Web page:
My mother traded in her watch for my first violin

My mother traded in her watch for my first violin


norman lebrecht

July 21, 2019

Günter Pichler, first violinist of the Alban Berg Quartett for 38 years, talks to Anthea Kreston about his tough beginnings, working as concertmaster for Karajan. Most of it is in German but he has a flash of insight in English about the brilliant LaSalle Quartet.

Among other things he says that, in his time, there were only three or four top-class quartets. Now that are three times as many.

Listen here.


  • Steve says:

    My mother gave up smoking to pay the instalments on my first and, as it turned out, only clarinet. Sadly, her sacrifice didn’t lead tons glittering musical career in my case. Still, she does turn 90 this year so maybe it wasn’t a completely futile act.

  • Gerhard says:

    Günter Pichler has said that the fees for top string quartets today are only half as high as they were at the time of the Alban Berg Quartet. In this way it was possible to achieve a corresponding income by playing fewer concerts and thus to better combine private life (he has five children) and professional life.

    He also said that he is not at all satisfied with many tones in high registers, he would have wished it differently, but it was not possible because of his small hands.

    Anthea Kreston or others I have the following question: Do any of you know what a great recording of Pelleas and Melissande were used in this interview? Dear Mr Lebrecht: Could you be so kind as to pass this question on to Anthea Kreston?

    Kind regards from Vienna


    • Anthea kreston says:

      Dear Gerhard,
      Wonderful to hear from you! The recording I chose was Berlin/Karajan. I had a wonderful time with Günter, and putting it all together with the music was a lot of fun as well. Greetings from Idaho and hope all is well!

  • Larry W says:

    “Among other things he says that, in his time, there were only three or four top-class quartets. Now that are three times as many.”
    While the Budapest String Quartet preceded them, and the Quartet Italiano overlapped only a few years, a list of top-class string quartets contemporary to the ABQ would include the LaSalle, Amadeus, Fine Arts, Juilliard, Borodin, Takács, Talich, Cleveland, Vermeer, Tokyo, Guarneri, and Emerson.

    • Anthea kreston says:

      Great list!

      • Rachelle Goldberg says:

        Thank you very much Anthea. I do not know of any other interview with Gunter Pichler. I am in a priviledged position in that I firstly studied with Profess Samhoyl who was Head of the String Department Vienna Academy of Music at a Masterclass Course in Eisenstadt before study with Gunter Pichler. I attended most of the Alban Berg Quartet Concerts during the year I studied in Vienna, sometimes going twice as they were often repeated. I was however surprised that he decided to do the interview in German as his English was excellent. I do agree with Larry in the fact that he was somewhat dismissive of the number of outstanding quartets.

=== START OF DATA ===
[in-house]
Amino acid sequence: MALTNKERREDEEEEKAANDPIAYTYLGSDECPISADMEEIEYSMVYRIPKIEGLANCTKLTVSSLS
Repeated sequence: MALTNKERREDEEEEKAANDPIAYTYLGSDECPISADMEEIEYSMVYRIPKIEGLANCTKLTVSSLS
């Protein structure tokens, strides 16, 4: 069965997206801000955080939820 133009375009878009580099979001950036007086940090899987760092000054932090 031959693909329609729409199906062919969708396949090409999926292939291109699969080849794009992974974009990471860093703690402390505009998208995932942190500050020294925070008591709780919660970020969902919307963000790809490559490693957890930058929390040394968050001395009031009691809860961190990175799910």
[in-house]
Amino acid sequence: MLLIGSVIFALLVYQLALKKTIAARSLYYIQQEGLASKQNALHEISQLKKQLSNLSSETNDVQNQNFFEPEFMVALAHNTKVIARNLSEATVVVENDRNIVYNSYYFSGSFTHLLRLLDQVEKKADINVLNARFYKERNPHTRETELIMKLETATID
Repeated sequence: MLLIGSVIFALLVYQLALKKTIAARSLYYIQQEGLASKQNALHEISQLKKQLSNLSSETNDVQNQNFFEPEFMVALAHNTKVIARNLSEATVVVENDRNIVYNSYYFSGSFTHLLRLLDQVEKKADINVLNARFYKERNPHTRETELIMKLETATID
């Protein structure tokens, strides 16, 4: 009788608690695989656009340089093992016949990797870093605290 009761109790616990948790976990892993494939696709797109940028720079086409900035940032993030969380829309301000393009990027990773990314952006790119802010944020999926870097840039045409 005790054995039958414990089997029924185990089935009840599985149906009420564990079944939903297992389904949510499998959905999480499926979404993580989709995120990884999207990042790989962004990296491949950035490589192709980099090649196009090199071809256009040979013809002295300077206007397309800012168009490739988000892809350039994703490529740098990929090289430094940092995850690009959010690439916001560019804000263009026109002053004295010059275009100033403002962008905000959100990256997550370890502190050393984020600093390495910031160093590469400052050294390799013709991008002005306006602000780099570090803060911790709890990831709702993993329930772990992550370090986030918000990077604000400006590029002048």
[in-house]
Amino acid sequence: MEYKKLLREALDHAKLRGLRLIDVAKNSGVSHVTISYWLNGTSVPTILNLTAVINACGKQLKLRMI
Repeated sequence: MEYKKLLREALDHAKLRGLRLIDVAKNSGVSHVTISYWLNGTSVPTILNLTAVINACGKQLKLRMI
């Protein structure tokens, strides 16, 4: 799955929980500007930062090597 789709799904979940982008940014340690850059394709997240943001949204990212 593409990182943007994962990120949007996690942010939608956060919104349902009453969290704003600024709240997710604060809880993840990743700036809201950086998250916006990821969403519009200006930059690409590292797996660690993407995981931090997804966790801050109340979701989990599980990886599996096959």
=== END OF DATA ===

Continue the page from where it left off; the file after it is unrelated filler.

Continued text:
• Bill says:

          Samohyl, of course. How fortunate to have the opportunity to study with the teacher who taught nearly everyone in the WPO violin section for so many years!

          Perhaps Herr Pichler is entitled to his own opinion on what he counts as a top-class quartet? Yes, those are famous groups, deservedly so, but is it impossible for someone with such deep knowledge of quartet playing to find them to not all be equally great? And a group’s ranking may well depend on the music. I remember a road trip years ago that offered the chance for a comparative listening of more than a dozen recordings of a single late Beethoven quartet, and we concluded that it was impossible to choose one recording/group over another, because our choices varied on a movement-by-movement basis! Some quartets could be easily top pick for one movement, and complete average in the next. Other quartets were never quite the best, but were always in the running. I love the QI Beethoven recordings, for example, but if your tastes run to Schoenberg, Berg, and Zemlinsky, they are not competitive as a top-class quartet.

          • Rachelle Goldberg says:

            Thanks very much Bill. Yes I really appreciate the fact I studied with Samohyl who had taught virtually the whole of the VPO section. I did have the compliment paid to me that my tone sounded Viennese!! You are quite right about choosing a Quartet as the premiere one when considering different Quartet movements that the particular Quartet are performing. Certainly the Alban Berg Quartet made Schoenberg, Berg and Zemlinsky not only listenable but romantic rather that 20th Century and more people were not only entranced by their performances but were educated by them.

    • David K. Nelson says:

      I have no argument with the quartets Larry lists, but I would add the Smetana and the Vegh.

    • Ernie says:

      To your list I would include the Smetana Quartet.

    • Dan oren says:

      Why didn’t he name these quartets??

  • Gerhard says:

    Dear Anthea!

    Thank you very much for your quick and helpful answer.

    I hope you are well and all the best for the time after the Artemis Quartet.

    Many thanks Norman for forwarding my question to Anthea!

    Best regards